Brown County’s bill to Kewaunee County for library services continues to irritate representatives of the smaller county.

During the county Executive Committee meeting on Monday (June 1), County Board Chairman Dan Olson reported that the Green Bay-based library sent Kewaunee County a bill for 2019 services rendered of $71,622, of which 70 percent or $50,135 is due by next March 1. That’s an increase of about $5,000 from a year ago.

Under a state law passed at the request of larger counties about 20 years ago, counties with consolidated library systems have the power to bill neighboring counties when residents from the smaller counties borrow items from the larger libraries.

“I guess our effort to try to drive the county residents into our own libraries, to keep them out of Brown County, is not working,” Supervisor Chuck Wagner said.

Olson said the itemized bill shows that Brown County claims the cost per loan is $4.45.

“That seems extraordinary to me,” Olson said. “How inefficient are these libraries, was my thought – I mean, $4.45 to check out a book?”

The state Legislature has shown little interest in changing or repealing the law over the years, leaving Kewaunee County essentially with two options: pay up and encourage residents to use the local libraries in Algoma and Kewaunee, or form a consolidated system of its own, which would be far more expensive and deprive the local libraries of their current independence.

Wagner said it’s been a source of frustration for county officials since the law was first passed.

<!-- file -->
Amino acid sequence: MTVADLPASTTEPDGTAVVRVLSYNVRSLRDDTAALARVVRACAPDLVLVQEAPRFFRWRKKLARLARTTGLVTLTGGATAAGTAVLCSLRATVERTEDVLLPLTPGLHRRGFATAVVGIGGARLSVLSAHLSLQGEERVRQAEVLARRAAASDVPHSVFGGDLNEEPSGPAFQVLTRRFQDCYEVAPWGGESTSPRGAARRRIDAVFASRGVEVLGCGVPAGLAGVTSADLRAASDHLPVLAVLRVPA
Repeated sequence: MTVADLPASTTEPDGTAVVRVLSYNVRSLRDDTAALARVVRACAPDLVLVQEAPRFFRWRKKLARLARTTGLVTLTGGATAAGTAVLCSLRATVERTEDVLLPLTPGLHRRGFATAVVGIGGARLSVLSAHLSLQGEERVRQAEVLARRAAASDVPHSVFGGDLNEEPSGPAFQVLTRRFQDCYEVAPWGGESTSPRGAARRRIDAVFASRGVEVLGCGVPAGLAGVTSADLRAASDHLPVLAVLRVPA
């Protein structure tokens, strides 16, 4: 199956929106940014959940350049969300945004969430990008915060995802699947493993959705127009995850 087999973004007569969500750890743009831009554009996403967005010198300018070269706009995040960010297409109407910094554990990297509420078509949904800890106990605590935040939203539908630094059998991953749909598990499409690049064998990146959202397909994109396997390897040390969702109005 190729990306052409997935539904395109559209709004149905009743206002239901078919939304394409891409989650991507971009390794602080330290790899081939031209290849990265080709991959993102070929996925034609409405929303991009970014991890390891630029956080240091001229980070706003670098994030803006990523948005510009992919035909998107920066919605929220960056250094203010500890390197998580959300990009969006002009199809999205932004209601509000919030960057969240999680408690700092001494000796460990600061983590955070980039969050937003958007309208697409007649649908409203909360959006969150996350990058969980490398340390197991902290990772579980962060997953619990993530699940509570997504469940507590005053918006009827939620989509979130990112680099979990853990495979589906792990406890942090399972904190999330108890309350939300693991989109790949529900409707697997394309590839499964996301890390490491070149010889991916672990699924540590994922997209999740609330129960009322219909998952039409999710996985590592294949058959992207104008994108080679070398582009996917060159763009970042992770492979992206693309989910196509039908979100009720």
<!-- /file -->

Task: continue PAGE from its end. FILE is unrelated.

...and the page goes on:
“The fact that the Brown County Bookmobile stops at the parking lot at Lipsky’s right next to the county line and encourages the kids from Dyckesville to go and use it all the time – it’s something I’ve been just screaming about,” Wagner said.

County Administrator Scott Feldt said the municipalities that use the Brown County library the most are on the west side of the county closer to Green Bay and Denmark.

When a Kewaunee County resident uses a Brown County library, a bill goes to Kewaunee County, but that same resident could order the item through and have it delivered at no charge to the library in Algoma or Kewaunee or a library transfer station at Nicolet Bank or Stodola’s in Luxemburg, Feldt said.

“That is why there was a push a few years ago to try to get people to order their books and movies and everything else online,” he said.

Olson read the statistics for Brown County checkouts by Kewaunee County residents – the town of Ahnapee had 26, Carlton 100, Casco 1,172, Franklin, 2,912, Lincoln 521, Luxemburg 2,741, Montpelier 1,415, Pierce 125, Red River 3,307, West Kewaunee 272, village of Casco 151, and village of Luxemburg 3,342.

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